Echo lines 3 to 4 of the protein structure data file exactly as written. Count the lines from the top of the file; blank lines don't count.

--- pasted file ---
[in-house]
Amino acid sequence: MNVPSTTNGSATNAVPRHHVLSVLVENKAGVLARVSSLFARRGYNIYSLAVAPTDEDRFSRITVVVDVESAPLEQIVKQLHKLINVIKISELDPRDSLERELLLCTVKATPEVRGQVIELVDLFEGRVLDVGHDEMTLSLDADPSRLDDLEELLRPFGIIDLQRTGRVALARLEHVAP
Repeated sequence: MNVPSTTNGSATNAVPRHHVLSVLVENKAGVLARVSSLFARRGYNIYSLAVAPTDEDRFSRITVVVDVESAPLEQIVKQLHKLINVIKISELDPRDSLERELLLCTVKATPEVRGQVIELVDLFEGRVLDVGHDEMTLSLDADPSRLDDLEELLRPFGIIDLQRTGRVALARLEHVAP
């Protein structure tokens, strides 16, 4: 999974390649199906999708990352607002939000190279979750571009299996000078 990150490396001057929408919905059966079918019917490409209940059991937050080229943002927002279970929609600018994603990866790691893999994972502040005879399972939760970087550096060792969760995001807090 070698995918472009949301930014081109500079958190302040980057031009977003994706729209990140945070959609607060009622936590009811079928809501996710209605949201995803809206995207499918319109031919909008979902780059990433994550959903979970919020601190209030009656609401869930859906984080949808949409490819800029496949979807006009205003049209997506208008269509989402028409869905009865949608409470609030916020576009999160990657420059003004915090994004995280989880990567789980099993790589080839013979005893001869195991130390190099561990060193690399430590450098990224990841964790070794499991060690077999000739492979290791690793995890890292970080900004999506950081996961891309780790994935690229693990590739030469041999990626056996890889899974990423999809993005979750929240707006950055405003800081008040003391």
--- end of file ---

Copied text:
Repeated sequence: MNVPSTTNGSATNAVPRHHVLSVLVENKAGVLARVSSLFARRGYNIYSLAVAPTDEDRFSRITVVVDVESAPLEQIVKQLHKLINVIKISELDPRDSLERELLLCTVKATPEVRGQVIELVDLFEGRVLDVGHDEMTLSLDADPSRLDDLEELLRPFGIIDLQRTGRVALARLEHVAP
């Protein structure tokens, strides 16, 4: 999974390649199906999708990352607002939000190279979750571009299996000078 990150490396001057929408919905059966079918019917490409209940059991937050080229943002927002279970929609600018994603990866790691893999994972502040005879399972939760970087550096060792969760995001807090 070698995918472009949301930014081109500079958190302040980057031009977003994706729209990140945070959609607060009622936590009811079928809501996710209605949201995803809206995207499918319109031919909008979902780059990433994550959903979970919020601190209030009656609401869930859906984080949808949409490819800029496949979807006009205003049209997506208008269509989402028409869905009865949608409470609030916020576009999160990657420059003004915090994004995280989880990567789980099993790589080839013979005893001869195991130390190099561990060193690399430590450098990224990841964790070794499991060690077999000739492979290791690793995890890292970080900004999506950081996961891309780790994935690229693990590739030469041999990626056996890889899974990423999809993005979750929240707006950055405003800081008040003391």